City Council heard back from staff members Monday night regarding the dockless mobility program which put electric scooters and bikes back onto WeHo streets last month.
The pilot program has proven to be popular but polarizing. While more than 25,000 rides were logged in July alone, the chaotic nature of the rollout and slim enforcement of the rules have left many residents exasperated.
“They are a menace to me,” said commenter Dan Morin, 77, who told of almost being run over by riders on the sidewalk. “Is it going to take the serious injury of someone or worse a death for the council to stop this madness? Please help us. Please kill this program before it kills us.”
Mayor Pro Tem Lauren Meister grilled staff members on the specifics of how errant scooters are reported and handled by ABM, the company contracted by the city to service complaints.
“They don’t necessarily move them out of residential neighborhoods but they do get reshuffled each morning to the approved parking plan for each company,” said
“Because I’ve never seen them,” Meister said.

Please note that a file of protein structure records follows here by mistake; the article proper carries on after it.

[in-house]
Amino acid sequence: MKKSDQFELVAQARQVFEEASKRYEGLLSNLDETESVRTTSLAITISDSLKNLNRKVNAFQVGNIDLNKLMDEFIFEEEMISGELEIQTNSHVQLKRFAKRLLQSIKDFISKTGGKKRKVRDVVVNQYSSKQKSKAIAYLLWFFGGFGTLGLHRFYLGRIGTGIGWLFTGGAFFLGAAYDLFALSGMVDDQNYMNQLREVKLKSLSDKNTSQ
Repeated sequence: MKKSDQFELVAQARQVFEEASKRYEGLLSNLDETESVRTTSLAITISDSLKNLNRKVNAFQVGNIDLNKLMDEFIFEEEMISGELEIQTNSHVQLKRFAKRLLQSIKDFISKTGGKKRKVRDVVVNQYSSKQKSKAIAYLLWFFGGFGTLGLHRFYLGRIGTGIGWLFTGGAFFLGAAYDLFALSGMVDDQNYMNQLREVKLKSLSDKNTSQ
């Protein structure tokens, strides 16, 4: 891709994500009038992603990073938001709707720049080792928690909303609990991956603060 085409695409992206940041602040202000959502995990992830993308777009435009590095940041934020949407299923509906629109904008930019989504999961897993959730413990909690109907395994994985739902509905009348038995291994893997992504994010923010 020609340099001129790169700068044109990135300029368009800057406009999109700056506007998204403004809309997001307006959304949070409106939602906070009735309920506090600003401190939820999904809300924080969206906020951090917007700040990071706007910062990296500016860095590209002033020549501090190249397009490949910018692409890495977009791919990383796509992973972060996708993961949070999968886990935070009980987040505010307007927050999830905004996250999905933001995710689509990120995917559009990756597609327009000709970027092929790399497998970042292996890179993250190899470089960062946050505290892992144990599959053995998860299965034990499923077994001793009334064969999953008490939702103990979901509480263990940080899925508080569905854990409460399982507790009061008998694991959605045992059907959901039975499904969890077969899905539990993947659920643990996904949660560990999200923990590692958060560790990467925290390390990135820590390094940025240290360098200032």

Councilmember John Erickson, a longtime advocate of bike lanes and electric scooters, offered firsthand experience as to why riders might be ignoring rules prohibiting riding on sidewalk
“There are places in the city where I would not ride on the street,” he said. “I rode my bike just from my house to Hugos today for a lunch and I cannot tell you how many times I was almost hit by a car. We don’t have the infrastructure and we need to build it, we need to build it faster.”
The city is planning on adding 12 parking stations to the existing 11 in order to keep the devices out of pedestrians’ way.
Councilmember Sepi Shyne wondered why Bird and Lime, the two companies involved in the pilot program, were not able to use already available technologies to stop or slow down riders in prohibited areas. City staff members suggested adding additional providers with that capability at the end of the pilot program.
Councilmember John D’Amico pointed out that stationing scooters in the sidewalks instead of the streets might be confusing for riders.
“If we can target putting the (new scooter parking) locations in the street, it would at least give riders the suggestion that they’re supposed to stay in the street,” he said.
D’Amico made a motion to place future stations in the streets, and for staff members to report back again in 60 days. The motion passed unanimously.
To have an electric bike or scooter moved out of your way in WeHo, please call 213-247-7720. For complaints please contact the Sheriff’s Department at (310) 855-8850.